Wheat extends recovery on export optimism
U.S. wheat futures end higher Friday, rebounding from prior losses for the third consecutive day on optimism for U.S. export demand.
Chicago Board of Trade futures for September delivery settled 12 3/4 cents, or 1.5%, higher at $8.74 1/2 a bushel. Kansas City Board of Trade September wheat ended up 13 cents, or 1.5%, at $8.85 1/2 a bushel. MGEX September wheat finished 6 cents, or 0.7%, higher at $9.27 1/2 a bushel.
Wheat futures were supported by speculation that reduced wheat production in the Black Sea region, particularly from Russia, could restrict exports from the area and increase demand for U.S. wheat.
"Traders are pricing in the possibility of export demand for U.S. wheat," said Shawn McCambridge, senior grains analyst with Jefferies Bache in Chicago.
Reduced production from the Black Sea area will limit exportable supplies from the region, making higher-quality U.S. wheat more attractive once sales from Russia slow, Mr. McCambridge said.
Moscow-based consultancy SovEcon reported Thursday that Russian wheat stocks had slumped to their lowest levels in nine years.
Russia is booking sales very aggressively, and based on tighter inventories, analysts are worried it may deplete its inventories faster than expected.
But wheat futures ended lower for the week, as lagging U.S. export demand and ample U.S. supplies limited upward price movement. "The market still has to turn export potential into reality, as U.S. wheat remains overpriced in comparison to other world wheat exporters," Mr. McCambridge added.
Otherwise, the advances were aided by chart-based buying associated with traders buying wheat futures to take advantage of low prices after futures declined early in the week.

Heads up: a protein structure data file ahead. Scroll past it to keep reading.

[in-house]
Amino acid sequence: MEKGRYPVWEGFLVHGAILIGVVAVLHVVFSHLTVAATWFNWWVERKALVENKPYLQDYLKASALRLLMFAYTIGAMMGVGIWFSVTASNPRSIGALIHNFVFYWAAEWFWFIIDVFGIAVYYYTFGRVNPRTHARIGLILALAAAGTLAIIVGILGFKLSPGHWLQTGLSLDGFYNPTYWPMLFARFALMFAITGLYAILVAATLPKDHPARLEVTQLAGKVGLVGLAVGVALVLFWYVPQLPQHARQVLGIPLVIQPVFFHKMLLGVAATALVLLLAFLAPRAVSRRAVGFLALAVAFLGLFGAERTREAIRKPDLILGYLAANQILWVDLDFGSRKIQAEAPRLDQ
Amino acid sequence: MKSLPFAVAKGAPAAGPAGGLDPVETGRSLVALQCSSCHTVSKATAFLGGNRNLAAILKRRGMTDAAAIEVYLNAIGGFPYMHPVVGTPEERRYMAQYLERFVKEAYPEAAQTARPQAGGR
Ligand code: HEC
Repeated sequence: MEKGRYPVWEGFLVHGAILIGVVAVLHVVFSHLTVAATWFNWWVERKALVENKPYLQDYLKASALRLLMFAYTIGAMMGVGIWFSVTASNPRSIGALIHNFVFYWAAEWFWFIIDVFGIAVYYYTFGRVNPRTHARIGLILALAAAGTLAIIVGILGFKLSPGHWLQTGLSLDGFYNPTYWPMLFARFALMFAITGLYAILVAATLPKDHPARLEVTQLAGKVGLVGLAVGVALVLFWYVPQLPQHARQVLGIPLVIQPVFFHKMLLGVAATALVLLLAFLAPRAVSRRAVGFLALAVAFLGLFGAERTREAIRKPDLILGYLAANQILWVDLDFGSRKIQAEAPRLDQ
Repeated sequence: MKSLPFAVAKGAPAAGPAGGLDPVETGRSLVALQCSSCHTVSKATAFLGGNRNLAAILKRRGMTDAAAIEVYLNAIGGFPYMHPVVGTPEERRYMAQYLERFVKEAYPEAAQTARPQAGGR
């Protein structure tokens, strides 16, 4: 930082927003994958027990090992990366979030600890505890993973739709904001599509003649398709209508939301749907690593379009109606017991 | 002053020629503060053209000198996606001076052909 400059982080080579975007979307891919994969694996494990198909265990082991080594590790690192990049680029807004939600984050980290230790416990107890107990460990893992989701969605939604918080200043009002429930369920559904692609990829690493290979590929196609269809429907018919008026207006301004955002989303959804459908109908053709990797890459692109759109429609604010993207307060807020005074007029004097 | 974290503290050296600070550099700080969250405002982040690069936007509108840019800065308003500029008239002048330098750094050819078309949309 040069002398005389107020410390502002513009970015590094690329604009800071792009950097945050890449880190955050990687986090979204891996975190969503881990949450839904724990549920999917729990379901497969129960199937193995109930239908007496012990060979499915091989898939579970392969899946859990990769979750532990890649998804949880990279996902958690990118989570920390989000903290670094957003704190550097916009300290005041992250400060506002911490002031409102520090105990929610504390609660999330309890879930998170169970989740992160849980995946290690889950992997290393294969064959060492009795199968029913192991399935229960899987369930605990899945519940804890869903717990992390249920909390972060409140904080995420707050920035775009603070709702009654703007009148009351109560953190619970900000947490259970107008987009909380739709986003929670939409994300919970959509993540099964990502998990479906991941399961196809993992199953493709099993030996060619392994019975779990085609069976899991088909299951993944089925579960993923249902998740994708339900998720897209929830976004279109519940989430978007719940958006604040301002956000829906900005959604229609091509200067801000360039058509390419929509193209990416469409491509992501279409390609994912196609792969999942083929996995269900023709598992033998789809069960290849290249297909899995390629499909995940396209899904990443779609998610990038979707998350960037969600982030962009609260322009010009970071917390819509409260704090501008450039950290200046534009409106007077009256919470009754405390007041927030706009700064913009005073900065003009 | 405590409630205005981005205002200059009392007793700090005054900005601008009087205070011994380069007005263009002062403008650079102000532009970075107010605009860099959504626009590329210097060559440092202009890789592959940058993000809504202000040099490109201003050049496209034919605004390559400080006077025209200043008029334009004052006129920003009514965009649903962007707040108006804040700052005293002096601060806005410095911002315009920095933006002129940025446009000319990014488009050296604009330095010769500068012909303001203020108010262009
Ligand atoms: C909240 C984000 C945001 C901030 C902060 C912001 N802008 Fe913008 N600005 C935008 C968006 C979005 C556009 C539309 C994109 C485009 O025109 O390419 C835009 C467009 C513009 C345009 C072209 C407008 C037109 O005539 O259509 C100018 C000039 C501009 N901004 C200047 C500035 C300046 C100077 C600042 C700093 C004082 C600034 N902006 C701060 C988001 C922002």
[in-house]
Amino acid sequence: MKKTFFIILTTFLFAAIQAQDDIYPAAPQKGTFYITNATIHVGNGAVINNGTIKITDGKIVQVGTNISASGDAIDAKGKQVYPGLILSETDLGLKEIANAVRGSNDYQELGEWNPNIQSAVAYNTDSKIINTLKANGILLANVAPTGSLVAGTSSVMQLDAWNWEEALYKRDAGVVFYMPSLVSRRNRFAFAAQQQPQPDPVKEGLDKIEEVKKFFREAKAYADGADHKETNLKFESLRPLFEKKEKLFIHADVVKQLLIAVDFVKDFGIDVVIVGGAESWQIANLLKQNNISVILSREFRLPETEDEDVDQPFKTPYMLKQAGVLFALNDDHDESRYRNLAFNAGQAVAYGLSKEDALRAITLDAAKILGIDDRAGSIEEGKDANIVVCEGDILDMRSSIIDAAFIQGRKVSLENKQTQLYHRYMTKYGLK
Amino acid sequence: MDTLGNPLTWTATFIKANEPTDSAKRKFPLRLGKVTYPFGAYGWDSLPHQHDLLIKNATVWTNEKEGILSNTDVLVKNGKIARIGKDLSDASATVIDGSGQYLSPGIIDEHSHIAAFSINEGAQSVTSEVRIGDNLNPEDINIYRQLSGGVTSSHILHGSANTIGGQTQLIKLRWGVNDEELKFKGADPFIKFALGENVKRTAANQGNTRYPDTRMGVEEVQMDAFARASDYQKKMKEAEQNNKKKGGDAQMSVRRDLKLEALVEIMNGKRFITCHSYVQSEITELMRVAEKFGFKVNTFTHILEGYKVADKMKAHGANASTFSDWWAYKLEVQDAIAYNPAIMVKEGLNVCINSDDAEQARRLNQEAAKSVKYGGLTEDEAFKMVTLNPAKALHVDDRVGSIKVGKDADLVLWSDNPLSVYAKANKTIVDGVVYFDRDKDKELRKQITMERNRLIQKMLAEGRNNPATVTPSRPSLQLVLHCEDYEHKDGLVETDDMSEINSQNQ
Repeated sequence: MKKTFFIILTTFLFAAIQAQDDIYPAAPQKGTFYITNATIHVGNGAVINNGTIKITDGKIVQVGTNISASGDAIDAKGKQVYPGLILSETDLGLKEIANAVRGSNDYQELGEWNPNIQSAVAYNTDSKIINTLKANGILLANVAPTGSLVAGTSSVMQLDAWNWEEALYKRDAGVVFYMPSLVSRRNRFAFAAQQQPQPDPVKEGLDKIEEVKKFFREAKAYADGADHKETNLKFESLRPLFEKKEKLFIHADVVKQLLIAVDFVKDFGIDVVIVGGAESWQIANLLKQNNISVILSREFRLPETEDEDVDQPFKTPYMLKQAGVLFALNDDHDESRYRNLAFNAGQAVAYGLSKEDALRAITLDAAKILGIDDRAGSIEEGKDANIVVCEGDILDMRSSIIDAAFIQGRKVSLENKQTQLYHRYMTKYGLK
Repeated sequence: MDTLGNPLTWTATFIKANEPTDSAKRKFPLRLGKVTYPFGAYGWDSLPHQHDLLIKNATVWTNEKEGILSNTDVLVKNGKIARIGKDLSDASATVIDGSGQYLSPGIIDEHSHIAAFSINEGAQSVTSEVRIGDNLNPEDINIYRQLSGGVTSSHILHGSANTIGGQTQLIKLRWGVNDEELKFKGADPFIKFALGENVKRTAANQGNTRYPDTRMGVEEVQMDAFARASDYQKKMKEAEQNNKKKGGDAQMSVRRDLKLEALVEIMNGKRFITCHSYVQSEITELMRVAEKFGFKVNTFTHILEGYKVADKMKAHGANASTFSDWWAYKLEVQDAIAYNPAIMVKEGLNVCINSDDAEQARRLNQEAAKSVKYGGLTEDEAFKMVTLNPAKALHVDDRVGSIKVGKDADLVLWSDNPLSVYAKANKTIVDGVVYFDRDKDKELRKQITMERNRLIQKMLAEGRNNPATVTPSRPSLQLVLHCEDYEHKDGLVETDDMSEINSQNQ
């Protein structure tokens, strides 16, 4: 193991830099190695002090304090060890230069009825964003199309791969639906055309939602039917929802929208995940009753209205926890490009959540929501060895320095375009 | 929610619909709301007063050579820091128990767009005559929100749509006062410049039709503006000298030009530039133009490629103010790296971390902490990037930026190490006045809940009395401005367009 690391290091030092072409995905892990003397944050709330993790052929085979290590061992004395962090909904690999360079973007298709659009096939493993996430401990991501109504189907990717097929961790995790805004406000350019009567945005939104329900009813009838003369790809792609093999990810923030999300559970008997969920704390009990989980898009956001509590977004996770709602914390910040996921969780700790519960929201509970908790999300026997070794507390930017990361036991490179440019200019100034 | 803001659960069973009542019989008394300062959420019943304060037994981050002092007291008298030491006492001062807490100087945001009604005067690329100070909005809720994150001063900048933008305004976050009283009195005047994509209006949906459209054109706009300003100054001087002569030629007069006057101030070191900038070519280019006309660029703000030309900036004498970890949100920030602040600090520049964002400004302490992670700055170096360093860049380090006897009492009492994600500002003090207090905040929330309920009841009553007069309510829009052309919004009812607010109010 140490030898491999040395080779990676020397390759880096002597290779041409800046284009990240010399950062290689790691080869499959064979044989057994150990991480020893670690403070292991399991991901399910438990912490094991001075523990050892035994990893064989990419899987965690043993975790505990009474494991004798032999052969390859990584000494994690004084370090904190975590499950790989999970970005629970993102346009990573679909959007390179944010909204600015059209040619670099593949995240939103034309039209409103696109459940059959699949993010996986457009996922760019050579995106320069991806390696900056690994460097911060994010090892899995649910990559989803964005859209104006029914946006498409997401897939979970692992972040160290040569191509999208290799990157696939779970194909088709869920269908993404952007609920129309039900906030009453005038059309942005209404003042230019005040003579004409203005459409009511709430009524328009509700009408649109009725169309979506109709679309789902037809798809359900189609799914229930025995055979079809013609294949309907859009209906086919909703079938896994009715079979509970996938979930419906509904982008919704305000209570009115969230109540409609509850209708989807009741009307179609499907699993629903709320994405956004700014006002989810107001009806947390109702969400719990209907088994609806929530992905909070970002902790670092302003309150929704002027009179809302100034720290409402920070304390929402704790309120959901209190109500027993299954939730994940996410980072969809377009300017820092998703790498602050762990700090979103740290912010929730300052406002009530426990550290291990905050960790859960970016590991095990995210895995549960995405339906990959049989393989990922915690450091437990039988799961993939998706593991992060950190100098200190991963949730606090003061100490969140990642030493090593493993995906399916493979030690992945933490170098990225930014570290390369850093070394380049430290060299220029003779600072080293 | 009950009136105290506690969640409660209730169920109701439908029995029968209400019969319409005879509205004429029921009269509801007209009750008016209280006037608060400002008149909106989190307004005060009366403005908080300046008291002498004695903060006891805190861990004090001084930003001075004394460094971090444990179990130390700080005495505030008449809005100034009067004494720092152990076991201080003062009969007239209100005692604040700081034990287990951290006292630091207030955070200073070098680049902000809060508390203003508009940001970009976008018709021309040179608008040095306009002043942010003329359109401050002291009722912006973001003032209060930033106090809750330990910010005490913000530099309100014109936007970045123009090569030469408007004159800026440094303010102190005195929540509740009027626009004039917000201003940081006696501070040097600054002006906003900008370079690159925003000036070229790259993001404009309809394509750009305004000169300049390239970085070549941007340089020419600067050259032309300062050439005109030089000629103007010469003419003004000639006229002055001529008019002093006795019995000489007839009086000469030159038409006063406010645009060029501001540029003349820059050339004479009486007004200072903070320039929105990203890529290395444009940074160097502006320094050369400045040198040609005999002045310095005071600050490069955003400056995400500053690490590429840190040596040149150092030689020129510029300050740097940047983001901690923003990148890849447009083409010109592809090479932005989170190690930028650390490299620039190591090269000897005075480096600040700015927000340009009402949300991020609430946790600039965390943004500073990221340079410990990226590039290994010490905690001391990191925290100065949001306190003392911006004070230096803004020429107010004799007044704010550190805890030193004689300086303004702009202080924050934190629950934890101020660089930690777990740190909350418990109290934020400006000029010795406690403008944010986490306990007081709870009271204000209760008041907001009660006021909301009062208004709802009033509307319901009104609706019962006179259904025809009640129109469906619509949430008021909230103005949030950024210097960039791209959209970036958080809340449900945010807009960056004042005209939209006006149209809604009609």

Separately, soybean futures ended higher, supported by a tight supply outlook and the uncertainty of U.S. crop potential. Soybeans have a strong demand base even at high price levels, and until the market shows some signs of rationing demand, investors aren't willing to give up on bullish market bets, said Chad Henderson, president of advisory firm Prime Ag Consultants in Brookfield, Wis.
U.S. soybean inventories are estimated to shrink to extremely tight levels in 2013, and with the risk of U.S. production declining due to a historic drought, investors are maintaining bets on prices moving higher.
CBOT November soybeans ended up 20 1/2 cents, or 1.3%, to 16.45 3/4 a bushel.
Corn futures ended mostly unchanged but down for the week. The market has found a comfort zone, Mr. McCambridge said. The market is range-bound, with market participants content with current prices until crop production is solidified by harvest results, Mr. McCambridge added.
But price advances remain limited, as current prices are choking off domestic and export demand.
CBOT December corn settled down 1/4 cent, or 0.03%, at $8.07 1/4.
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